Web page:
Free-living male song sparrows experience three annually repeating life history stages associated with differential expression of sex steroid-dependent reproductive and aggressive behavior. In the breeding stage, they display reproductive and aggressive behavior and have elevated circulating testosterone levels. During molt, males show little or no aggression and no reproductive behavior, and have basal levels of circulating testosterone. In the non-breeding stage, they display high levels of aggression and no reproductive behavior, and have basal levels of circulating testosterone...
September 15, 2010: Journal of Comparative Neurology
David Crews, David Rushworth, Francisco Gonzalez-Lima, Sonoko Ogawa
In mammals, the formative environment for social and anxiety-related behaviors is the family unit; in the case of rodents, this is the litter and the mother-young bond. A deciding factor in this environment is the sex ratio of the litter and, in the case of mice lacking functional copies of gene(s), the ratio of the various genotypes in the litter. Both Sex and Genotype ratios of the litter affect the nature and quality of the individual's behavior later in adulthood, as well as metabolic activity in brain nuclei that underlie these behaviors...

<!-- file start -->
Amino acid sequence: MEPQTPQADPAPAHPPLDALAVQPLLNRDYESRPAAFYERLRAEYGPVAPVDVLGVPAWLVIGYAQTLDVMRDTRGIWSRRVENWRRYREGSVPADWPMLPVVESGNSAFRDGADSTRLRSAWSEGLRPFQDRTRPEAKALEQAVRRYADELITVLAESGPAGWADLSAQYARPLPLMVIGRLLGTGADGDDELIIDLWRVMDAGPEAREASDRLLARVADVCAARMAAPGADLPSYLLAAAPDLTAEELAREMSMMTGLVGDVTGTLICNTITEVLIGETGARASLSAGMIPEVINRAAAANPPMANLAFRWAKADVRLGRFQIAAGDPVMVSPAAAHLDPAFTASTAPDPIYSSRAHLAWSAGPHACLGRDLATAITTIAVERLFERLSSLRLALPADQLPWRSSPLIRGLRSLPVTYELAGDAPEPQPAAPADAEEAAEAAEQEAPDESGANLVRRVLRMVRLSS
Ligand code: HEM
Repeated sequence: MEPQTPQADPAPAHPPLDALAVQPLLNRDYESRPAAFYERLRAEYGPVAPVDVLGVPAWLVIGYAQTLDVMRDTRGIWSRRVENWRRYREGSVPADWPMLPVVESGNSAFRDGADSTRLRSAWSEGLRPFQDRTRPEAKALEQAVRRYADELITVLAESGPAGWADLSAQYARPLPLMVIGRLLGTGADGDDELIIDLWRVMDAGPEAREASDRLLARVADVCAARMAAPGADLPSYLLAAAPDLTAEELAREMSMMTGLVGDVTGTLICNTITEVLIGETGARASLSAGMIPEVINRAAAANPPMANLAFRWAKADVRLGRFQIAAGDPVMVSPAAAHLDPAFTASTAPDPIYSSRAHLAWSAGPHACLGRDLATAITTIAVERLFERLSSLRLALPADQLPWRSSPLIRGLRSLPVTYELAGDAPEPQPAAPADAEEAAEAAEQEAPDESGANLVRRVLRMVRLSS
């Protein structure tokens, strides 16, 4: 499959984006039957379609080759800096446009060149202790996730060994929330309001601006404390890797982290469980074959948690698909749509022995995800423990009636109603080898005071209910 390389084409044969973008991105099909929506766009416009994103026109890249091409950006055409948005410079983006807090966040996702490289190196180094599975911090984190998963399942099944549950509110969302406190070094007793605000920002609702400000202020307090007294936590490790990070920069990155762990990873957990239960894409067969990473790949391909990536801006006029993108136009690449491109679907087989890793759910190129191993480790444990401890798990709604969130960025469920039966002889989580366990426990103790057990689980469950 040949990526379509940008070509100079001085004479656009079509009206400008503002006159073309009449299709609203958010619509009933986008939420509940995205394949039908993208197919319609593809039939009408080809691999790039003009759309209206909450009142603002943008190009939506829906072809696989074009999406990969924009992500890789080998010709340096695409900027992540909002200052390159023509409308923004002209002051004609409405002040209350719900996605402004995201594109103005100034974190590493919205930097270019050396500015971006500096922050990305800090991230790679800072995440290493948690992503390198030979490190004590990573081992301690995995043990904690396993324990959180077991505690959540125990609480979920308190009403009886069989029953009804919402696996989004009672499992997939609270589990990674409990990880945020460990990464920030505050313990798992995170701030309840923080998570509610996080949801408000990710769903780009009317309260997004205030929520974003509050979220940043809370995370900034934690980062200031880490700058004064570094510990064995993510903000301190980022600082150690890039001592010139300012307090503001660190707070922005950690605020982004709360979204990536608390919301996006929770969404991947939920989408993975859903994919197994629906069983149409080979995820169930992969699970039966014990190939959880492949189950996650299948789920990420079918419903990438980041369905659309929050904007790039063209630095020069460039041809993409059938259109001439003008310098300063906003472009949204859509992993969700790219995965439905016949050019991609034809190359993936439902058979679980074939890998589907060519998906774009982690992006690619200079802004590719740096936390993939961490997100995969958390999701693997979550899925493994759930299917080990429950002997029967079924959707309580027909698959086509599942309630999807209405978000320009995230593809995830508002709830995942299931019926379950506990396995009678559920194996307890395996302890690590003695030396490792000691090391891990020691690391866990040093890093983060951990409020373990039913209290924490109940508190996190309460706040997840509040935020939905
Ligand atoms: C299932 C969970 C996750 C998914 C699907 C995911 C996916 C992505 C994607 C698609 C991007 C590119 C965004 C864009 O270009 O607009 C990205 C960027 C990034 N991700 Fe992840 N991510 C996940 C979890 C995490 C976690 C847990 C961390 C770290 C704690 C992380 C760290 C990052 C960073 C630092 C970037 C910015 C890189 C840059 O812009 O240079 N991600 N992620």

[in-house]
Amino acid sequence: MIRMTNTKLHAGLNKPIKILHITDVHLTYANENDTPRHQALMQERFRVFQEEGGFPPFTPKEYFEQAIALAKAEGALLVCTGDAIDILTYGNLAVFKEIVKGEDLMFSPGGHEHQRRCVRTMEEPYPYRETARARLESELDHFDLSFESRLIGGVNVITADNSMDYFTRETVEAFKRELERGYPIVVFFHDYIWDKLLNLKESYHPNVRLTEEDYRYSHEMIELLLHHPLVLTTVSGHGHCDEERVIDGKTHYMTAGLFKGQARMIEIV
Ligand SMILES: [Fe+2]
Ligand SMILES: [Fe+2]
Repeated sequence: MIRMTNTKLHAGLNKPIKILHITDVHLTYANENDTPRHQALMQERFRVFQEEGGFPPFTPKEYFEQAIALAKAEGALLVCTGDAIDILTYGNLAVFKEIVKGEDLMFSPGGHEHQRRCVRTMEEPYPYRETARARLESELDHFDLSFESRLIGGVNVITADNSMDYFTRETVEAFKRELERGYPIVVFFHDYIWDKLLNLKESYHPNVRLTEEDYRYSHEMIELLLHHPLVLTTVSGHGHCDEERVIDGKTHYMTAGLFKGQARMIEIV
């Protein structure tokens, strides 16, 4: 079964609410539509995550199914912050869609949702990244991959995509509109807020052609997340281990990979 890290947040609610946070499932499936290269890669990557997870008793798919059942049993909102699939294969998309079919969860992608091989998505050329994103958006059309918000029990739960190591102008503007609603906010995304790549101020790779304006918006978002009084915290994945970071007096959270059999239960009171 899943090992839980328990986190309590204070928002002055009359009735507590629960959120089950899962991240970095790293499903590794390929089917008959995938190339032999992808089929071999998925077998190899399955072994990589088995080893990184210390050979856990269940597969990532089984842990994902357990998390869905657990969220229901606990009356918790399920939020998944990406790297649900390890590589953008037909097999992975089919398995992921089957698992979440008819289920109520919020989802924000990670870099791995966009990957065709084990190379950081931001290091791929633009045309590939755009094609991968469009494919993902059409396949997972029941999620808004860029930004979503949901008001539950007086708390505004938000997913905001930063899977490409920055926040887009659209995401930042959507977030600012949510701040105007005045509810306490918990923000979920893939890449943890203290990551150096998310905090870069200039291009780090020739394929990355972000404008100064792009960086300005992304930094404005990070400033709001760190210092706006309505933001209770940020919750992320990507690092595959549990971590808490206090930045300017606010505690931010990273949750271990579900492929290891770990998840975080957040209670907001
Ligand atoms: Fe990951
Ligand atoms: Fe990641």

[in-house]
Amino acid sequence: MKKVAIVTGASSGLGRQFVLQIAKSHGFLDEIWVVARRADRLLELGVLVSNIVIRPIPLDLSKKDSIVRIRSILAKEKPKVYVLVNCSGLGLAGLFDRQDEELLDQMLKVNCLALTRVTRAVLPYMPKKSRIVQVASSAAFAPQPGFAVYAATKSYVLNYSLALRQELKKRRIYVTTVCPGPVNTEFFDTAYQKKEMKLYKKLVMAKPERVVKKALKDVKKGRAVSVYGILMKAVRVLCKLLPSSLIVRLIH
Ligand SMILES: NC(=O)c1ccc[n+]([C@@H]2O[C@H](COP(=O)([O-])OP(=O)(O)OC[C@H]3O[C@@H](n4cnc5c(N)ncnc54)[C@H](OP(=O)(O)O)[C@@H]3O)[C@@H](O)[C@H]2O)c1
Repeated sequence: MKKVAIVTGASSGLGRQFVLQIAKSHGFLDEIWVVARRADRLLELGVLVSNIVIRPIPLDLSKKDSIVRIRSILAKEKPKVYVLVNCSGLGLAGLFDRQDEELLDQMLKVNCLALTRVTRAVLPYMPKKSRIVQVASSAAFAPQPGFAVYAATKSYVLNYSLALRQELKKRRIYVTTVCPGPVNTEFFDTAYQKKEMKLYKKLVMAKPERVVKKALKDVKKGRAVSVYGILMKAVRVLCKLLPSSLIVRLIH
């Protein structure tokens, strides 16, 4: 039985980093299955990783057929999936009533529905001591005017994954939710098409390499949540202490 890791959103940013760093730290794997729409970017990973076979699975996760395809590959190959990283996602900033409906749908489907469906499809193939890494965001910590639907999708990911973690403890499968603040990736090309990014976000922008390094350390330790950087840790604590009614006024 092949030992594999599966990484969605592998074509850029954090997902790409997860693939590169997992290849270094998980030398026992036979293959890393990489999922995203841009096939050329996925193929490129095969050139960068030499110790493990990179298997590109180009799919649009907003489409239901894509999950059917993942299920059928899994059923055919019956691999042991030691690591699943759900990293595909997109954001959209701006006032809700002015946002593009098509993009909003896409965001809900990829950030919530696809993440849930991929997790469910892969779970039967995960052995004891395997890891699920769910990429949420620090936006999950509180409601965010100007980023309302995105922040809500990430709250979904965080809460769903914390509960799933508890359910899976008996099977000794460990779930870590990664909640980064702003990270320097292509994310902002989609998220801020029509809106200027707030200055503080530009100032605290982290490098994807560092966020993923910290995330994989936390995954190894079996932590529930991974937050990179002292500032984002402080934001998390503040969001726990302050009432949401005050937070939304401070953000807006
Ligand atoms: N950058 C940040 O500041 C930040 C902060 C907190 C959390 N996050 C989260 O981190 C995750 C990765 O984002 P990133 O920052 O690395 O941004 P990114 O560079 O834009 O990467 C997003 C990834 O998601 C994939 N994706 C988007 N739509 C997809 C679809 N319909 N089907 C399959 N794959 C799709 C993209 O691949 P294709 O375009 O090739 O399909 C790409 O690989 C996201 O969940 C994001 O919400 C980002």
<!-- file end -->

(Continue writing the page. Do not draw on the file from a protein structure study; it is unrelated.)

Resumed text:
2009: Frontiers in Behavioral Neuroscience
R Jia, F D Tai, S C An, H Broders, X L Ding, Q Kong, L Zhao, H Zhang
Neonatal manipulation of oxytocin (OT) has long-term effects on behavior and physiology. Here we test the hypothesis that neonatal OT treatment can affect the subsequent expression of intrasexual aggression partly by reprogramming the neural activities of relevant brain regions. To test this hypothesis, mandarin voles (Lasiopodomys mandarinus) received OT or isotonic saline treatment within 24 h of birth. At about 75 days of age, aggressive behaviors and Fos expression in different brain regions were tested...
September 3, 2008: Physiology & Behavior
Thaddeus J Unger, German A Calderon, Leila C Bradley, Miguel Sena-Esteves, Maribel Rios